3. Types of Golf Courses: Heathland Courses

Heathland courses

The term “heathland” refers to open, unspoiled land, primarily found in Britain, characterized by vegetation like heather, gorse, and rough grasses. Heathland courses draw inspiration from links courses and have more open layouts compared to parkland courses.

One of the most well-known heathland courses is Sunningdale Golf Club in England which features two championship courses, Old and New. Another notable example is The Berkshire Golf Club, also in England, celebrated for its natural beauty and challenging design.

Heathland courses are one of the most rare types of golf courses in the United States, with only a select few (around 20 to 30 courses) meeting the criteria to be classified as heathland-style. Whistling Straits in Wisconsin is a prime example.

4. Types of Golf Courses: Sandbelt Courses

Sandbelt courses

The Sandbelt region in Australia boasts some of the world’s most revered golf courses, although they can sometimes be overlooked due to their location. Situated just outside Melbourne, the sandbelt is home to several of the finest courses globally, thanks to its uniquely sandy soil, which is ideal for golf.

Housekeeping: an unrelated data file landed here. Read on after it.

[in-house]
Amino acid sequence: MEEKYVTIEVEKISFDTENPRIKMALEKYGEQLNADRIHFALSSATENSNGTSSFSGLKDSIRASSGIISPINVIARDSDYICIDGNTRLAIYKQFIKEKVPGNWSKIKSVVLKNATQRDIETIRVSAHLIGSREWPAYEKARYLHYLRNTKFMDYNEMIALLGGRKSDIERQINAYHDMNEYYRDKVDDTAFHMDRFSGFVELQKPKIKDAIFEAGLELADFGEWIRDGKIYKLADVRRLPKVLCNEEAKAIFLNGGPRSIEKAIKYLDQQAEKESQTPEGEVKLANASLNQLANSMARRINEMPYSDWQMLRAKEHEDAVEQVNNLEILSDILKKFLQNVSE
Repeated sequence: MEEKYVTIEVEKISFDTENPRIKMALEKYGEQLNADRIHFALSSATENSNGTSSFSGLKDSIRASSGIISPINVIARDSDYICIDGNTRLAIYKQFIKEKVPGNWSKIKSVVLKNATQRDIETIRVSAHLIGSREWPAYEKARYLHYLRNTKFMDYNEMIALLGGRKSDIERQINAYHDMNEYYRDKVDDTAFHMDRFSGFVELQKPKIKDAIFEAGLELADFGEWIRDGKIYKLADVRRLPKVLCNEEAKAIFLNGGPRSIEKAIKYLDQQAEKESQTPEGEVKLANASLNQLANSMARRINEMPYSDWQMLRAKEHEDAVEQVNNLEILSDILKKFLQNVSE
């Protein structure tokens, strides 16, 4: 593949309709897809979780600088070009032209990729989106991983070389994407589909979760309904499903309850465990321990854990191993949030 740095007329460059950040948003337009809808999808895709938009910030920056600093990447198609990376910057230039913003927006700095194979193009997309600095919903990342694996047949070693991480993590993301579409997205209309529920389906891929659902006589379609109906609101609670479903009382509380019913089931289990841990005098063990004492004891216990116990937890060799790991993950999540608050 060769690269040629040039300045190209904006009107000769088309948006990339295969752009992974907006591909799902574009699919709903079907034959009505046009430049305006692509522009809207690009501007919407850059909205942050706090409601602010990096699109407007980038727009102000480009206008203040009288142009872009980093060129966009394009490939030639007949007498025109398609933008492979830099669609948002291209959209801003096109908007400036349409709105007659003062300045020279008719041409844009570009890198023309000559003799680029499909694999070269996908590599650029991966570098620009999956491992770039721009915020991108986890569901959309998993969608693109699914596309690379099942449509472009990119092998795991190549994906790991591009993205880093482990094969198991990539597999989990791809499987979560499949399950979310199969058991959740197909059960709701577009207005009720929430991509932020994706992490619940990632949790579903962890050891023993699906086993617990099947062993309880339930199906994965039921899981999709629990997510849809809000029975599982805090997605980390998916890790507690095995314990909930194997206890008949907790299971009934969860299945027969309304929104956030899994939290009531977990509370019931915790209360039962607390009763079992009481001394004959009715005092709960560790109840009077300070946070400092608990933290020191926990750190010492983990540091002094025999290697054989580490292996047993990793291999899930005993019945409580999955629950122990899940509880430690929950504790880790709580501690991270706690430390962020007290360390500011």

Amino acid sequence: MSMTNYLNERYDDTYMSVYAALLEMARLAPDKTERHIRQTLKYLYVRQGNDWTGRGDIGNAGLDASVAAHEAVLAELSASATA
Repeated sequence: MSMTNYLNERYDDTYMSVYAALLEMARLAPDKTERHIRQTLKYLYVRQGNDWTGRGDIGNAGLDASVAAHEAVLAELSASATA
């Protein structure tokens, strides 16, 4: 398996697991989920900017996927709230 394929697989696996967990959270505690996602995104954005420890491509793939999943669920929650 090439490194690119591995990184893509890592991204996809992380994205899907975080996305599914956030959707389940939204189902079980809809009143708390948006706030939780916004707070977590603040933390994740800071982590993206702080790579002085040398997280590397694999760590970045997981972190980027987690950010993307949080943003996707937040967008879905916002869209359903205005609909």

The Melbourne Sandbelt region is a result of a prehistoric flood that deposited heavy sandstone into low-lying areas. This sandy loam can reach depths of up to 80 meters in some places, creating the perfect foundation for undulating greens and firm, fast-playing surfaces.

While all courses in the area are exceptional, standout venues include Royal Melbourne Golf Club and Kingston Heath Golf Club.

5. Types of Golf Courses: Desert Courses

Desert courses

Desert golf courses, as their name suggests, are set amidst desert landscapes, featuring rugged terrain with rocks, cacti, and sandy areas. The key objective on these golf courses, as with any, is to keep the ball in play. However, on desert courses, the challenge is heightened due to the unforgiving terrain.

While the absence of dense vegetation can make it easier to locate errant shots, it also means that stray balls are more likely to end up in hazardous areas, such as among cacti. 

One of the most famous desert courses is the Stadium Course at TPC Scottsdale in Arizona, host of the Waste Management Phoenix Open. Other notable desert courses in the area include Troon North and We-Ko-Pa Golf Club.

6. Types of Golf Courses: Championship & Stadium Courses

Stadium course

The terms “championship course” and “stadium course” are often used interchangeably, but they have distinct characteristics.

A championship course is typically designed to host golf tournaments, ranging from local events to major championships. When a club advertises a “Championship Course,” it usually indicates that the course is 18 holes, lengthy, and challenging. This term can also be used to differentiate between multiple courses at a club.